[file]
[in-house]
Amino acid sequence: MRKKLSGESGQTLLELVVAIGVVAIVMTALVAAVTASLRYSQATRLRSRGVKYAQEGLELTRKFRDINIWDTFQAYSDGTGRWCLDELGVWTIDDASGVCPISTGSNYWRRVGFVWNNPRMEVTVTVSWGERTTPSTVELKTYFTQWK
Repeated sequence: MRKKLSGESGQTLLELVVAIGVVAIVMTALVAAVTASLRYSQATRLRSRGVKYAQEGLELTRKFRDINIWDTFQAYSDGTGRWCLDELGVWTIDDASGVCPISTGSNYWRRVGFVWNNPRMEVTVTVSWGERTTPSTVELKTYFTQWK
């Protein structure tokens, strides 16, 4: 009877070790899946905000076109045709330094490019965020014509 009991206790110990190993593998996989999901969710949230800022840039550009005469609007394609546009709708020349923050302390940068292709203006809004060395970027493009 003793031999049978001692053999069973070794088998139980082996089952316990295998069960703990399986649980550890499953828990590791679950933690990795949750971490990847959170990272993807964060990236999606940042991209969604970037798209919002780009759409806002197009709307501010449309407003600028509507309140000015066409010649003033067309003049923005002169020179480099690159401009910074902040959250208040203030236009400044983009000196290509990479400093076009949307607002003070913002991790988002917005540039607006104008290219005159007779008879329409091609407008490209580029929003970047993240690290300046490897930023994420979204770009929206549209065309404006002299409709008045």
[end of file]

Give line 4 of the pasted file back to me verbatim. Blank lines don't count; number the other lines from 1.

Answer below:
């Protein structure tokens, strides 16, 4: 009877070790899946905000076109045709330094490019965020014509 009991206790110990190993593998996989999901969710949230800022840039550009005469609007394609546009709708020349923050302390940068292709203006809004060395970027493009 003793031999049978001692053999069973070794088998139980082996089952316990295998069960703990399986649980550890499953828990590791679950933690990795949750971490990847959170990272993807964060990236999606940042991209969604970037798209919002780009759409806002197009709307501010449309407003600028509507309140000015066409010649003033067309003049923005002169020179480099690159401009910074902040959250208040203030236009400044983009000196290509990479400093076009949307607002003070913002991790988002917005540039607006104008290219005159007779008879329409091609407008490209580029929003970047993240690290300046490897930023994420979204770009929206549209065309404006002299409709008045």